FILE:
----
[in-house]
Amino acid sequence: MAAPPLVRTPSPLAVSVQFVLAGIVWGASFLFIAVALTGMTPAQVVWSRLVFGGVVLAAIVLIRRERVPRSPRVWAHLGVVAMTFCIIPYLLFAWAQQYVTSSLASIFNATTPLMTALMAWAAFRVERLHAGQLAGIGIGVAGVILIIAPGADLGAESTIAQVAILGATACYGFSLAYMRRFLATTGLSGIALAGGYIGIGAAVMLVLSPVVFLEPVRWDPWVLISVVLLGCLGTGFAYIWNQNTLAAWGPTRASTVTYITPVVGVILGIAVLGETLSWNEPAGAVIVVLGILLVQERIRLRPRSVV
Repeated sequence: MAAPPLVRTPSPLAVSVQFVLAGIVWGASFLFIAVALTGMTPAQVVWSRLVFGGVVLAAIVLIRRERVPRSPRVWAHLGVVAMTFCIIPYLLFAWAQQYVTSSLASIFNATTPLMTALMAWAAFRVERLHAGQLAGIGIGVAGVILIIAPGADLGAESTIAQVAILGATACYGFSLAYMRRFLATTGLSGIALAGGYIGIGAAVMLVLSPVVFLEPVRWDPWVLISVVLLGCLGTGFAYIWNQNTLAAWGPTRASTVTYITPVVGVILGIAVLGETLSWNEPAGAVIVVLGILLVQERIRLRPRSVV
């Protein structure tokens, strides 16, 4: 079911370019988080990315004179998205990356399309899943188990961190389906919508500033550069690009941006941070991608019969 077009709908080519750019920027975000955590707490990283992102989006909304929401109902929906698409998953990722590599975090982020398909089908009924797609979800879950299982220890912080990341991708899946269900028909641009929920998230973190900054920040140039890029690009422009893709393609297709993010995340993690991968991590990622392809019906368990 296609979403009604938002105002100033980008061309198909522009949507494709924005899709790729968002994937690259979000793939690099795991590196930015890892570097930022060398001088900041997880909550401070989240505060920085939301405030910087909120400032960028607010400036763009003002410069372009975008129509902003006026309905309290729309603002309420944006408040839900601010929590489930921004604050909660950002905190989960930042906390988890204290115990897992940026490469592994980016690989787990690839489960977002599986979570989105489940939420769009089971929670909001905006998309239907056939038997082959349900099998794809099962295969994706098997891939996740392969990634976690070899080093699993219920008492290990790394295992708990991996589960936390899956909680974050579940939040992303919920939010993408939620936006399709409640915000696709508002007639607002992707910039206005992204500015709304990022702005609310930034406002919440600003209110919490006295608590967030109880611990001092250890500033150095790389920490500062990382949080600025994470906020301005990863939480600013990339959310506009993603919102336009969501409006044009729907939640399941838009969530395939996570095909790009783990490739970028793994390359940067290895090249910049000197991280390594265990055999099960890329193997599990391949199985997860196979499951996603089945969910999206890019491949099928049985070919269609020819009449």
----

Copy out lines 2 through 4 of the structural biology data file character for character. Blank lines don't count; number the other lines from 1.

Amino acid sequence: MAAPPLVRTPSPLAVSVQFVLAGIVWGASFLFIAVALTGMTPAQVVWSRLVFGGVVLAAIVLIRRERVPRSPRVWAHLGVVAMTFCIIPYLLFAWAQQYVTSSLASIFNATTPLMTALMAWAAFRVERLHAGQLAGIGIGVAGVILIIAPGADLGAESTIAQVAILGATACYGFSLAYMRRFLATTGLSGIALAGGYIGIGAAVMLVLSPVVFLEPVRWDPWVLISVVLLGCLGTGFAYIWNQNTLAAWGPTRASTVTYITPVVGVILGIAVLGETLSWNEPAGAVIVVLGILLVQERIRLRPRSVV
Repeated sequence: MAAPPLVRTPSPLAVSVQFVLAGIVWGASFLFIAVALTGMTPAQVVWSRLVFGGVVLAAIVLIRRERVPRSPRVWAHLGVVAMTFCIIPYLLFAWAQQYVTSSLASIFNATTPLMTALMAWAAFRVERLHAGQLAGIGIGVAGVILIIAPGADLGAESTIAQVAILGATACYGFSLAYMRRFLATTGLSGIALAGGYIGIGAAVMLVLSPVVFLEPVRWDPWVLISVVLLGCLGTGFAYIWNQNTLAAWGPTRASTVTYITPVVGVILGIAVLGETLSWNEPAGAVIVVLGILLVQERIRLRPRSVV
């Protein structure tokens, strides 16, 4: 079911370019988080990315004179998205990356399309899943188990961190389906919508500033550069690009941006941070991608019969 077009709908080519750019920027975000955590707490990283992102989006909304929401109902929906698409998953990722590599975090982020398909089908009924797609979800879950299982220890912080990341991708899946269900028909641009929920998230973190900054920040140039890029690009422009893709393609297709993010995340993690991968991590990622392809019906368990 296609979403009604938002105002100033980008061309198909522009949507494709924005899709790729968002994937690259979000793939690099795991590196930015890892570097930022060398001088900041997880909550401070989240505060920085939301405030910087909120400032960028607010400036763009003002410069372009975008129509902003006026309905309290729309603002309420944006408040839900601010929590489930921004604050909660950002905190989960930042906390988890204290115990897992940026490469592994980016690989787990690839489960977002599986979570989105489940939420769009089971929670909001905006998309239907056939038997082959349900099998794809099962295969994706098997891939996740392969990634976690070899080093699993219920008492290990790394295992708990991996589960936390899956909680974050579940939040992303919920939010993408939620936006399709409640915000696709508002007639607002992707910039206005992204500015709304990022702005609310930034406002919440600003209110919490006295608590967030109880611990001092250890500033150095790389920490500062990382949080600025994470906020301005990863939480600013990339959310506009993603919102336009969501409006044009729907939640399941838009969530395939996570095909790009783990490739970028793994390359940067290895090249910049000197991280390594265990055999099960890329193997599990391949199985997860196979499951996603089945969910999206890019491949099928049985070919269609020819009449």